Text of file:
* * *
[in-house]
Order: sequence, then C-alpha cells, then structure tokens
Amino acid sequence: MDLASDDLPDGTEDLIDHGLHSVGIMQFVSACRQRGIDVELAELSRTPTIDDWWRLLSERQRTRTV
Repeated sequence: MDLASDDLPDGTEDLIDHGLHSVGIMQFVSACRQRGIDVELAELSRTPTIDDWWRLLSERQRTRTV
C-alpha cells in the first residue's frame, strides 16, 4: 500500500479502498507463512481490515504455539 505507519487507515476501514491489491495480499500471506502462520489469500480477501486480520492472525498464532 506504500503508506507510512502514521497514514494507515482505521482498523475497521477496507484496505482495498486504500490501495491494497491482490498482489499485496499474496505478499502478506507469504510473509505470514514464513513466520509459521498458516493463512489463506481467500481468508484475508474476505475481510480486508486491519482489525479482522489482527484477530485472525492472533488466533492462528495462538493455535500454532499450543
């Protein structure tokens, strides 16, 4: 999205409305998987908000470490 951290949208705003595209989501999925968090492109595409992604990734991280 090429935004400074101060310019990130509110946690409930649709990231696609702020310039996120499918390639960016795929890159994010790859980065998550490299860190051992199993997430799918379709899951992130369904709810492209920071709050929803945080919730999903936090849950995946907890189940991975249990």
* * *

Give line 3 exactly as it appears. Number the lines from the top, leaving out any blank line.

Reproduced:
Amino acid sequence: MDLASDDLPDGTEDLIDHGLHSVGIMQFVSACRQRGIDVELAELSRTPTIDDWWRLLSERQRTRTV